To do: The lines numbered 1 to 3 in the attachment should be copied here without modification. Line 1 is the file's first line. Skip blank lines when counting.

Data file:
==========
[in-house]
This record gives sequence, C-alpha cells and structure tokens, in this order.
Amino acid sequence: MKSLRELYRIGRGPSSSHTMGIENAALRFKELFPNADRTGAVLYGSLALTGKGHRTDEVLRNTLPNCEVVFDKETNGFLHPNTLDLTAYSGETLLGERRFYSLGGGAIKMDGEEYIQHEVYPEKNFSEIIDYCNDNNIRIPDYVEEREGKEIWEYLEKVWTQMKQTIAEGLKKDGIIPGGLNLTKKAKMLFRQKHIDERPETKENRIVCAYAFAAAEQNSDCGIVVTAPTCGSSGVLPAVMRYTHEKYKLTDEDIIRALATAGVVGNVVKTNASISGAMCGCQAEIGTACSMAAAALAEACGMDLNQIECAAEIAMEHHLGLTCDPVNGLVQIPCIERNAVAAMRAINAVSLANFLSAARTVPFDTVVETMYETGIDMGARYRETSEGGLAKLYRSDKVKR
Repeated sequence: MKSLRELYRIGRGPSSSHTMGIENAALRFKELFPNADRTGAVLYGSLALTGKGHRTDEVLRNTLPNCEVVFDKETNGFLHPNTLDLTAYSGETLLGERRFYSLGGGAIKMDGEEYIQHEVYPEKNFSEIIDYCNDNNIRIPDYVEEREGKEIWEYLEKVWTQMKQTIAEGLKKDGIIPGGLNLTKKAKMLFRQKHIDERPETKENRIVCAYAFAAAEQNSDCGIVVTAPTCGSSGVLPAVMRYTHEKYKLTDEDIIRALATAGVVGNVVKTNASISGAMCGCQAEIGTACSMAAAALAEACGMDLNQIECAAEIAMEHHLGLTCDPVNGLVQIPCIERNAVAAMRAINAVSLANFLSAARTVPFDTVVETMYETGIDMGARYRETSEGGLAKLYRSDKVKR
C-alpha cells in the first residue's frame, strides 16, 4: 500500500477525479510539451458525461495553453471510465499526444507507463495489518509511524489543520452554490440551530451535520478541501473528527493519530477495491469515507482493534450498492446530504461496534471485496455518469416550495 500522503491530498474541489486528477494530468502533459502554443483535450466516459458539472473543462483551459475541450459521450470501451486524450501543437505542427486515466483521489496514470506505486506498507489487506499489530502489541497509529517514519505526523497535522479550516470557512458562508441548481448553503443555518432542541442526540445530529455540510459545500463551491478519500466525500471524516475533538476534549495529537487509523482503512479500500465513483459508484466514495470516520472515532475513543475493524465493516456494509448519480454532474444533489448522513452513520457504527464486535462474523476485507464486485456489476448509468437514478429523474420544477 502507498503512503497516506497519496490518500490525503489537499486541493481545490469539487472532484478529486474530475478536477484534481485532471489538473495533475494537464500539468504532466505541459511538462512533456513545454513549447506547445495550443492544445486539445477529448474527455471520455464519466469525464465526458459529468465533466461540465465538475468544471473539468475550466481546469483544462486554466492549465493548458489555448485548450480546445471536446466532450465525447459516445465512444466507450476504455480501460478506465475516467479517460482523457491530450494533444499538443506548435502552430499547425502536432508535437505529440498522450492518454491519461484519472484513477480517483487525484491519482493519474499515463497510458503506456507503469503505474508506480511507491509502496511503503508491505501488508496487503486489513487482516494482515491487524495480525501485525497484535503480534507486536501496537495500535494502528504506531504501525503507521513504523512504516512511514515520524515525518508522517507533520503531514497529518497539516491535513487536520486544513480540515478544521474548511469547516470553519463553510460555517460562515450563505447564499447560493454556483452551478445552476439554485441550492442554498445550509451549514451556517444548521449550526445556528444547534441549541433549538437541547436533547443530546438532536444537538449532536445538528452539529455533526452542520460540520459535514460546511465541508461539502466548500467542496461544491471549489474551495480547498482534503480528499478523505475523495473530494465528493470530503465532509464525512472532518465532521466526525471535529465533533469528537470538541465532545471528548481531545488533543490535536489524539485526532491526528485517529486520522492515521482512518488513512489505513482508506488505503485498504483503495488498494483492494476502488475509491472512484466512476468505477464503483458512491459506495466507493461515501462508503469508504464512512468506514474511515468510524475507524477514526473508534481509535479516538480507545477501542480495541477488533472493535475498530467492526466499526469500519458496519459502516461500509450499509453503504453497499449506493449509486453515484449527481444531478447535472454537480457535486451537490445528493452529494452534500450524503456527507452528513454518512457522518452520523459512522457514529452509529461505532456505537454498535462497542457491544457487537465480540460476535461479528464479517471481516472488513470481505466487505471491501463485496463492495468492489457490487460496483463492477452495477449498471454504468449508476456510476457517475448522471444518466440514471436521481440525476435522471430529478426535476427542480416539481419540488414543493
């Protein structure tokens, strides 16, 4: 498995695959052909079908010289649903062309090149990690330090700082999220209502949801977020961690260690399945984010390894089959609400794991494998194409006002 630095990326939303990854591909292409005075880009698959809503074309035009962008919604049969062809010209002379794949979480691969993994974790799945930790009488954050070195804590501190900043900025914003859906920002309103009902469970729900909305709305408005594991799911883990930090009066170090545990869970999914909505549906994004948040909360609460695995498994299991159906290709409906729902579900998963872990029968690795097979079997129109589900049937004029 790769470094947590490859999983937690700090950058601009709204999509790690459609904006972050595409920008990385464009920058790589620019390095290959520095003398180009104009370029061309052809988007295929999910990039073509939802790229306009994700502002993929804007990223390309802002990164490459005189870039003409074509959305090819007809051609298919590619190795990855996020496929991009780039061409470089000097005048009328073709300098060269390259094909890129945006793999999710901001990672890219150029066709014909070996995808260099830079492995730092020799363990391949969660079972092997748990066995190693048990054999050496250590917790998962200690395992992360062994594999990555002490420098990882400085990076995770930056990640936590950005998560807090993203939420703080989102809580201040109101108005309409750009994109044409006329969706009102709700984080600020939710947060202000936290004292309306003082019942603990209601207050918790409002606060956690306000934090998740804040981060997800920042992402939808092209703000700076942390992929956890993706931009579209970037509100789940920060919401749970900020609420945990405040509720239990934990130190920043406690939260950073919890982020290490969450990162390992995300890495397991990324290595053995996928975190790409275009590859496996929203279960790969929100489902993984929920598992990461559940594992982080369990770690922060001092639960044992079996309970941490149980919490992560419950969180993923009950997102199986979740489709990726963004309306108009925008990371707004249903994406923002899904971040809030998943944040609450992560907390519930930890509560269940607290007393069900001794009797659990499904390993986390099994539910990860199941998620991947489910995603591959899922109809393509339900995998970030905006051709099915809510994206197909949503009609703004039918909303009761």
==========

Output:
[in-house]
This record gives sequence, C-alpha cells and structure tokens, in this order.
Amino acid sequence: MKSLRELYRIGRGPSSSHTMGIENAALRFKELFPNADRTGAVLYGSLALTGKGHRTDEVLRNTLPNCEVVFDKETNGFLHPNTLDLTAYSGETLLGERRFYSLGGGAIKMDGEEYIQHEVYPEKNFSEIIDYCNDNNIRIPDYVEEREGKEIWEYLEKVWTQMKQTIAEGLKKDGIIPGGLNLTKKAKMLFRQKHIDERPETKENRIVCAYAFAAAEQNSDCGIVVTAPTCGSSGVLPAVMRYTHEKYKLTDEDIIRALATAGVVGNVVKTNASISGAMCGCQAEIGTACSMAAAALAEACGMDLNQIECAAEIAMEHHLGLTCDPVNGLVQIPCIERNAVAAMRAINAVSLANFLSAARTVPFDTVVETMYETGIDMGARYRETSEGGLAKLYRSDKVKR